October 4th, 2011

ljbyline1

Off the road map on the West Bank #Palestine #Israel

DO YOU REMEMBER THE ROADMAP? The plan to bring peace, security, and Palestinian statehood, and thus end the Middle East conflict?

In 2003, it was presented as the solution to the problems which had plagued the region for more than half a century. Presidents, Prime Ministers, and other politicians seemed to queue up publicly to express optimism that it would work.

Journalists are often seen as a cynical bunch. So some people might not have been surprised to hear a conversation I had then with a colleague from a leading news organization. At the time, I was the BBC's correspondent in Gaza. The colleague I was speaking to had experience of working in the region going back more than twenty years. He was not convinced that this was going to change anything.

Our talk turned to the attitude of editors in faraway places. My fellow correspondent had been taken to task for pouring cold water on the upbeat views of world leaders. I had been met with a puzzled semi-silence when I had explained that I could not report on the celebrations in Gaza for the reason that there were none. One of the next stories I sent, in fact, was an account of series of Israeli rocket attacks.

Last month I returned to Jerusalem, and the West Bank, for a short visit. I remembered two conversations I had had in the summer of 2003.

A view of the Damascus Gate in the Old City of Jerusalem
A view of the Damascus Gate into the Old City of Jerusalem

The first was with a Palestinian cafe owner in the Old City of Jerusalem. Aged perhaps in his late forties - although ages are hard to tell there, an I sometimes took people to be much older than they were - he pointed out that generations of Israelis and Palestinians were growing up knowing each other only as enemies. He remembered a time when things had been different. Perhaps he had never counted Israelis among his best friends, but he had at least known them, done business with them. There was a mutually beneficial relationship, of sorts. This was an experience his younger compatriots had never had.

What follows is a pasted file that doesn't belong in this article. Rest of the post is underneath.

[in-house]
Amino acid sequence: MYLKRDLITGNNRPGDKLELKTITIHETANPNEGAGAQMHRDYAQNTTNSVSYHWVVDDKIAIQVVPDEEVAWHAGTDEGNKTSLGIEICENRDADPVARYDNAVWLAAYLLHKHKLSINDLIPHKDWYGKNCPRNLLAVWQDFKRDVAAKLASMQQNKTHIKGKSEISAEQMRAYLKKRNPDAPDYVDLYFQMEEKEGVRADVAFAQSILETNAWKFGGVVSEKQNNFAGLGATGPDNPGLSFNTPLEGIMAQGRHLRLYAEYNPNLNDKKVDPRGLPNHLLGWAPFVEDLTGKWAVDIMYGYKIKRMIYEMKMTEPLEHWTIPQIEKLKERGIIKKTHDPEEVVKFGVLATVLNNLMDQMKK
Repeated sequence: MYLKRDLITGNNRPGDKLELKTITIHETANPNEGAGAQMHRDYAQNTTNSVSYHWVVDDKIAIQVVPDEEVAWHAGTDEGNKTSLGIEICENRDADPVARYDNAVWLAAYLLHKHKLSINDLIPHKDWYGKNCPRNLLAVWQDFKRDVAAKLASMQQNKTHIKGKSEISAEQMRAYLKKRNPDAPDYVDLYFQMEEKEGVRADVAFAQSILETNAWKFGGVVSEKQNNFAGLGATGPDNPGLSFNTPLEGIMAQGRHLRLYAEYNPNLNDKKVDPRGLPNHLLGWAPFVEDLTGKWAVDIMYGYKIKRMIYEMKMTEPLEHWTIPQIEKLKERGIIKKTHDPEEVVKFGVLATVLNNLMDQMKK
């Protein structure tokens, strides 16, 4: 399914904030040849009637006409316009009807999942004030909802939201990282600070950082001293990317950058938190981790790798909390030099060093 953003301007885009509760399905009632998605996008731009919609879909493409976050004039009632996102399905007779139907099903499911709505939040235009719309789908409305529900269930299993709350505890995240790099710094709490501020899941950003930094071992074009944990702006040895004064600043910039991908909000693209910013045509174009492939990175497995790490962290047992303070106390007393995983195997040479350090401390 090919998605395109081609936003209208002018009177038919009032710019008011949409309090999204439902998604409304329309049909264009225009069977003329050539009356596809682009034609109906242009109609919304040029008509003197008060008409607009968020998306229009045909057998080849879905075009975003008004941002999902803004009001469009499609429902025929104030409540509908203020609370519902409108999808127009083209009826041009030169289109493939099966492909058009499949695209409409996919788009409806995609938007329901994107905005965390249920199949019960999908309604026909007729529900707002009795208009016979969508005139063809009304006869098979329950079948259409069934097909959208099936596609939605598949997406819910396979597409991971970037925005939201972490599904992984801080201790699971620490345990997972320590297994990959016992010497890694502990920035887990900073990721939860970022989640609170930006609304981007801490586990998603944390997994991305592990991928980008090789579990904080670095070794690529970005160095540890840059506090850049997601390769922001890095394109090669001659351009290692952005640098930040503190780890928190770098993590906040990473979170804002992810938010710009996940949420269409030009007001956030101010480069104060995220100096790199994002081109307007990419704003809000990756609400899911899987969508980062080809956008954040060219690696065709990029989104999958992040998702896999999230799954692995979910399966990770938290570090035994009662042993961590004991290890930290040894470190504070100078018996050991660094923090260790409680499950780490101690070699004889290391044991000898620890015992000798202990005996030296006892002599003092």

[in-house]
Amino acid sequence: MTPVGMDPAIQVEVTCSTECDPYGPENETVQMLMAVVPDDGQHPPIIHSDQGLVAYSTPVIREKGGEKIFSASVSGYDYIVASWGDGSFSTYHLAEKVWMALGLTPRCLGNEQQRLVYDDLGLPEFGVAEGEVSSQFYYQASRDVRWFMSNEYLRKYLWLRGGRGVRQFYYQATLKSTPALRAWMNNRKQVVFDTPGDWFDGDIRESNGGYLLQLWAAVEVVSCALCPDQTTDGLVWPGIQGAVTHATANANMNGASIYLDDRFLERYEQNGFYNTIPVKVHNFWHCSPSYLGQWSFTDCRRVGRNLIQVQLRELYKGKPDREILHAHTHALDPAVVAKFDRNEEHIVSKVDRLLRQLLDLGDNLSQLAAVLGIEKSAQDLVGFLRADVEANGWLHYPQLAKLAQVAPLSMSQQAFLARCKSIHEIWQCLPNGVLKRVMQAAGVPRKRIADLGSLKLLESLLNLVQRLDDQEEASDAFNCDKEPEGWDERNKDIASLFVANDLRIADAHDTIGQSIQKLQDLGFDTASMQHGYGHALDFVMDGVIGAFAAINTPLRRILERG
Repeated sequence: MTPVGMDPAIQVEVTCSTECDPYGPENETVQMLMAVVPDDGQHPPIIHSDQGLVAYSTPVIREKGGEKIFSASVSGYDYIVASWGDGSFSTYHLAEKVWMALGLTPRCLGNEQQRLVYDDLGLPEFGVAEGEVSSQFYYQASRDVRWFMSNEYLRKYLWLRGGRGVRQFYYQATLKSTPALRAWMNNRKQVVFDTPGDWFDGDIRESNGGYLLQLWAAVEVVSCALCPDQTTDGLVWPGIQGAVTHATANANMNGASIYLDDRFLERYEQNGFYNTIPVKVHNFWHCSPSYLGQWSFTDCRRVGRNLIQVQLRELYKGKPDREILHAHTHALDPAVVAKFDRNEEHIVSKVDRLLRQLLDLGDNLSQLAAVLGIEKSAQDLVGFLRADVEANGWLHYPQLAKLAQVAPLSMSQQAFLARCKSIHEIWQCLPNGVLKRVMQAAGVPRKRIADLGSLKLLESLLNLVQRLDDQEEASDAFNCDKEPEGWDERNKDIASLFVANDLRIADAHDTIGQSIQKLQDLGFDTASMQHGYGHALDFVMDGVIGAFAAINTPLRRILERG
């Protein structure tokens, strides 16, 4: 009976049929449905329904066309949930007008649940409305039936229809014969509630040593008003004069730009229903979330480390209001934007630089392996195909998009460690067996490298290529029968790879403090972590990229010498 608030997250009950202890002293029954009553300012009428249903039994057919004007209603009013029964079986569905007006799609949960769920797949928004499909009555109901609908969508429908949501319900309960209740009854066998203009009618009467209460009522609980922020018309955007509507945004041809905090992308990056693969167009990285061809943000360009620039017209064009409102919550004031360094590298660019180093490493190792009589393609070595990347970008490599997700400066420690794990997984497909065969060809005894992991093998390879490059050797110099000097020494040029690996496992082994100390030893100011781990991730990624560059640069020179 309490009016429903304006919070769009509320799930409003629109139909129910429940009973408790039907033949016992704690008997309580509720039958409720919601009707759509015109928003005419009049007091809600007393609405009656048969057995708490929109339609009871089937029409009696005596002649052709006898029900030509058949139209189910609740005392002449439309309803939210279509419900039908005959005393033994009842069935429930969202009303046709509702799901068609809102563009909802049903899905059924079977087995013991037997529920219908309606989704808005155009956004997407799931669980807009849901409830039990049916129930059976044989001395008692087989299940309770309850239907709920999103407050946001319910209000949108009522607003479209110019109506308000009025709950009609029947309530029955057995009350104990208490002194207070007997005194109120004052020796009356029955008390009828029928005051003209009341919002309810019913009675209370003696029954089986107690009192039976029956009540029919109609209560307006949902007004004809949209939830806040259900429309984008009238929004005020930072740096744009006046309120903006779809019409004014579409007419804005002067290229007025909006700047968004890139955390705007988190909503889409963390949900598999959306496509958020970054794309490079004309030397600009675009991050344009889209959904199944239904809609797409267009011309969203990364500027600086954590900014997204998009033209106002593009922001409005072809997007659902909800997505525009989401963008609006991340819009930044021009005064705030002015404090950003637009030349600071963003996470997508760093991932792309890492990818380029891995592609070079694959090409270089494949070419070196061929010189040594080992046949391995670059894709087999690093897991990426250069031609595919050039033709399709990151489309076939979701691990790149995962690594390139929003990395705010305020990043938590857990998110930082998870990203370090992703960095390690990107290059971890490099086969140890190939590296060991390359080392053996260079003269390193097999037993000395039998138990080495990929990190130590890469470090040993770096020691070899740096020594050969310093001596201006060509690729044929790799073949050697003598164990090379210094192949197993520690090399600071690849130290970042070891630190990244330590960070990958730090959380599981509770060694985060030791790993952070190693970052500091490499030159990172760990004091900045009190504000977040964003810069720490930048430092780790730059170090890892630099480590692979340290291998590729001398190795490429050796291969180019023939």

The second conversation, as if to confirm the first, was with a young man in Gaza. He was aged nineteen. He had been given rare permission to travel from Gaza to the West Bank - via a crossing usually open only to foreigners and VIP's. This had brought him face to face with a soldier of about the same age as he. He was astonished that this could be. Never having seen an Israeli soldier up close, I think he had pictured them all as combat-hardened thirty year olds.

Neither side knew the other, and the opportunity to do so was diminishing. They met only in confrontation: mostly at checkpoints. In consequence, people began to see each other not just as menacing, alien, incomprehensible, terrifying - but also, perhaps, as something slightly less than human.     

Journalists then, as now (although I gather that getting into Gaza, aside from being possibly more dangerous than it was then, is also more difficult) were able to see both sides of the conflict in a way denied to all but a handful of diplomats and aid workers. Thus they acquired a knowledge and experience often beyond that of policy-makers poring over the dead-ends of their roadmap.

Back on the West Bank last month, in the days before Mahmoud Abbas' declaration at the United Nations of Palestinian statehood, I was struck by just that: 'dead ends'. It is very hard to see how 'Palestine' could come into being, even supposing there were the international political will. Too much of the land which would be in that state now lies beneath Israeli settlements and military posts. This uncomfortable fact was pointed out by Robert Fisk in a recent piece for The Independent.  

This, like the real prospects in 2003 for the roadmap's success, is something which leaders rarely discuss - in public, at least.  

So we can call reporters cynical, biased, negative, or whatever. It is much harder to call them wrong. The same cannot be said of the leaders who held summits to promote their plan. A look now at the text of the roadmap, with its talk of a settlement by 2005, vindicates the cynics.